FAR COUNTRY, THE (director: Anthony Mann; screenwriter: from the story by Borden Chase/Borden Chase; cinematographer: William H. Daniels; editor: Russell F. Schoengarth; music: Henry Mancini; cast: James Stewart (Jeff Webster), Walter Brennan (Ben Tatum), Ruth Roman (Ronda Castle), Corinne Calvet (Renee Vallon), John McIntire (Gannon), Jay C. Flippen (Rube), Harry Morgan (Ketchum), Steve Brodie (Ives), Connie Gilchrist (Hommy), Royal Dano (Luke), Jack Elam (Newberry), Kathleen Freeman (Grits); Runtime: 97; MPAA Rating: NR; producer: Aaron Rosenberg; Universal-international; 1954)
“It stars Mann’s favorite Western leading man James Stewart in an anti-hero role.”
Reviewed by Dennis Schwartz
An odd psychological revenge Western from the story and script by Borden Chase. It’s directed with all the clichés intact but freshened up with a vigorous intensity by Anthony Mann (“Winchester ’73″/”Bend of the River”/”The Naked Spur”); it stars Mann’s favorite Western leading man James Stewart in an anti-hero role. The misanthropic sullen loner role Stewart plays has him saying such things as “I don’t need other people. I don’t need help. I can take care of me.” Its photography is visually spectacular, especially those stunning backdrops of the Rockies, the Columbia ice fields and the Jasper National Park in Alberta, Canada. Though not as powerful as the “Bend of the River,” a film it’s closest to in theme, it nevertheless is gripping and filled with rugged action sequences.
It’s set in 1896. Jeff Webster (James Stewart) and his mother-hen chattering partner Ben Tatum (Walter Brennan) dream of buying a small ranch in Utah and settling down. To do this they are driving their cattle to market from Wyoming to Seattle to Canada to take advantage of the gold-crazy boom towns there that pay top dollar for beef. When they arrive in Skagway, Alaska, to sell their cattle the corrupt affable judge/sheriff of the town Gannon (John McIntire) brings Jeff to trial for the murder of two cowboys who tried to steal his herd and the bogus trial, held in the saloon owned by the sexy Ronda Castle (Ruth Roman), ends in the acquittal of Jeff of the murder charges but Gannon steals the cattle on the excuse he was disturbing the peace. Jeff turns down a job offer to be a deputy for the venal Gannon and accepts an offer from Ronda to transport her equipment to her new saloon address in the gold rush settlement of Dawson. He does so knowing Gannon is transporting the herd stolen from on him on a nearby route. On a ruse, Jeff steals back his herd and takes them to Canada. In Dawson, Ronda outbids the other buyers to buy Jeff’s herd and her saloon business booms as a result. Jeff and his partner soon become successful as miners, but when law and order breaks down the selfish Jeff is asked to become a sheriff and clear up things but selfishly refuses. It leads to Ben being killed by Gannon’s men and their gold stolen when they try to leave town. Things come to head when the villainous claim-jumper Gannon and Jeff must confront each other.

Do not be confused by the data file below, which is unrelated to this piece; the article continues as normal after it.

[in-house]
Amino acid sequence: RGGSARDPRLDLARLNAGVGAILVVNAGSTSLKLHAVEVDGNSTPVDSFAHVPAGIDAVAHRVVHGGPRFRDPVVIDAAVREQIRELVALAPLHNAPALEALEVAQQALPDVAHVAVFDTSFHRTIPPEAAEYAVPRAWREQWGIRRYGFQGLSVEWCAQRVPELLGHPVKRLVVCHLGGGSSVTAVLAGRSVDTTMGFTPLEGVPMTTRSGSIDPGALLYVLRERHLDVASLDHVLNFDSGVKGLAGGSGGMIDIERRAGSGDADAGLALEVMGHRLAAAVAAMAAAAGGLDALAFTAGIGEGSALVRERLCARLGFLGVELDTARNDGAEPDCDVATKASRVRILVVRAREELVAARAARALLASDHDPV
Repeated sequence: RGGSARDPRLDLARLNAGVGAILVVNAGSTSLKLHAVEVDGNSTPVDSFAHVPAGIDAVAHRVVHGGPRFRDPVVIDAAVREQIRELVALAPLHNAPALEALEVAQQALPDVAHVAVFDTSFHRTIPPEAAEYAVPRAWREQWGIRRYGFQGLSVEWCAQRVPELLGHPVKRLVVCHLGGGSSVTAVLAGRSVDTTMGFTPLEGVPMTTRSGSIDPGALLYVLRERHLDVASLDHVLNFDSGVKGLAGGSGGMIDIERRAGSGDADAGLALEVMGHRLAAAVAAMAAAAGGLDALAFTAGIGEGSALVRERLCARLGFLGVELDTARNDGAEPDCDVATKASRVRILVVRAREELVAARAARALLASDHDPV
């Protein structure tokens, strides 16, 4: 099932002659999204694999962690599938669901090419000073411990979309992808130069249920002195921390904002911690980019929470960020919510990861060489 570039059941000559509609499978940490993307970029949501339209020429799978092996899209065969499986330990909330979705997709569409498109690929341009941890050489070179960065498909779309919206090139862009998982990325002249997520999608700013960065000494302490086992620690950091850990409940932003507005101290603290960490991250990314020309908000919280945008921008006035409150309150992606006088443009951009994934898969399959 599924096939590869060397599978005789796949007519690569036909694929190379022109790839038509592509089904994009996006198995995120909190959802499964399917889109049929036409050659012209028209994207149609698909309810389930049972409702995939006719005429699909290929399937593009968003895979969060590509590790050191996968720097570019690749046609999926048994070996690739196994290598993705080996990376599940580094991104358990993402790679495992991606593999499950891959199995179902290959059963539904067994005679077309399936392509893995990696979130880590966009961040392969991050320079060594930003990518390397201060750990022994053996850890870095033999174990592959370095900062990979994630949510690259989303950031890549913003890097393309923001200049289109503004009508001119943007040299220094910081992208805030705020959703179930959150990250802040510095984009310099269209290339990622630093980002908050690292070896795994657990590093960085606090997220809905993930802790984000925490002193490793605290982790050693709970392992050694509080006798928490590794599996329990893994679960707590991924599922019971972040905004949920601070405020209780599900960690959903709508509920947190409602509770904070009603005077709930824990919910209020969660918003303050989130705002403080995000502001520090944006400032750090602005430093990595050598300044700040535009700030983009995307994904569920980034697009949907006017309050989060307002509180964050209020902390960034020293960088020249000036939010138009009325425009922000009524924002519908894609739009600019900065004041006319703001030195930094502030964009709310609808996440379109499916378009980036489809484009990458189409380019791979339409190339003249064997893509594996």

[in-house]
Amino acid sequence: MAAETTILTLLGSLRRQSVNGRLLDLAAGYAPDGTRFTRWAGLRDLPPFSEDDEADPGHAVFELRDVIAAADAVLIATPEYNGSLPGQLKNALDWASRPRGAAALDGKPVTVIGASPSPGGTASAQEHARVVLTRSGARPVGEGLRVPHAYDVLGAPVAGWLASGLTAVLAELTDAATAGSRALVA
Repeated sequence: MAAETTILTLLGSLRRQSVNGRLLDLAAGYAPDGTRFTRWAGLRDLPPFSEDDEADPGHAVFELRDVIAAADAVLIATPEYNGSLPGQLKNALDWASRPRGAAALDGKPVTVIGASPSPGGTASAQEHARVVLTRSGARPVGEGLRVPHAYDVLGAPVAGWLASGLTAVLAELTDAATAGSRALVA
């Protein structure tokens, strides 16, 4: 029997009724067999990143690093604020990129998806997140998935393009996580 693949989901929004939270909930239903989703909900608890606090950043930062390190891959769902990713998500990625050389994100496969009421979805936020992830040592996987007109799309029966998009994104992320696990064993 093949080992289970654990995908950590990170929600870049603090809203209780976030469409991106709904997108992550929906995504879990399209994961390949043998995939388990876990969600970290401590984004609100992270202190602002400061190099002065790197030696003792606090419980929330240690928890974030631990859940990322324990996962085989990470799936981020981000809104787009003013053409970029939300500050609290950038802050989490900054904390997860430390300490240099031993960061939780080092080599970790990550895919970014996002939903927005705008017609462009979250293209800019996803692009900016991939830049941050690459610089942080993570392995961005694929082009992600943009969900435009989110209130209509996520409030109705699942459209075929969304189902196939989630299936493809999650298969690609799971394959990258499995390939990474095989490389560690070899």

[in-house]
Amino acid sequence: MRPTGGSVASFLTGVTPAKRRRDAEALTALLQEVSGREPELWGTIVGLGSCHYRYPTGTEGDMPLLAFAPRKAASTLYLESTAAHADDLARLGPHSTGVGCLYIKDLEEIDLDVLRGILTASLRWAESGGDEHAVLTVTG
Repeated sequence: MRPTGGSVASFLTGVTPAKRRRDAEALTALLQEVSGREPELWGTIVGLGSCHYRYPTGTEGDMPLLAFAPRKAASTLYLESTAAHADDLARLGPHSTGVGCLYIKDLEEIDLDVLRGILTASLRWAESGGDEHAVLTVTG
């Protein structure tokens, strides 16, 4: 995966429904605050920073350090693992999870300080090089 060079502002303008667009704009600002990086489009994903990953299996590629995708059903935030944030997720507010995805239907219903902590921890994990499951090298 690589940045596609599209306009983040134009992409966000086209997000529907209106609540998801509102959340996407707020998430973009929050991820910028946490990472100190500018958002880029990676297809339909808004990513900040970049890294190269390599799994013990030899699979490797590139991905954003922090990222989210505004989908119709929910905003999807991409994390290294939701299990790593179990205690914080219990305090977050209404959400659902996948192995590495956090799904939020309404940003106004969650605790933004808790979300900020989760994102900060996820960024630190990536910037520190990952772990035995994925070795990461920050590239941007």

Corinne Calvet plays the homespun, tomboyish, freckle-faced, French-Canadian lass who falls for Stewart and is up against the more tough-minded worldly woman Ruth Roman for his attention. Jay C. Flippen is Stewart’s good-natured, drunken partner, and serves as comic relief; his tragic death becomes the source of Stewart’s repentance for his selfishness.
Mann transfers his dark sided film noir characters from such films as “Desperate,” “Raw Deal” and “The Border Incident” to the Western genre, and tackles through these more shadowy visions such themes as the mythic conflict between the individual and society, between free will and anarchy, and the coming to terms of the man with a painful past with his renewed life spirit. The good versus evil theme of most Westerns at that time is thankfully given a more realistic and nuanced look. This was Mann’s last collaboration with Chase, which has a reluctant Stewart be heroic at the last second to save the town from the tyrannical doings of McIntire.
REVIEWED ON 11/5/2006 GRADE: B+
Dennis Schwartz: “Ozus’ World Movie Reviews”
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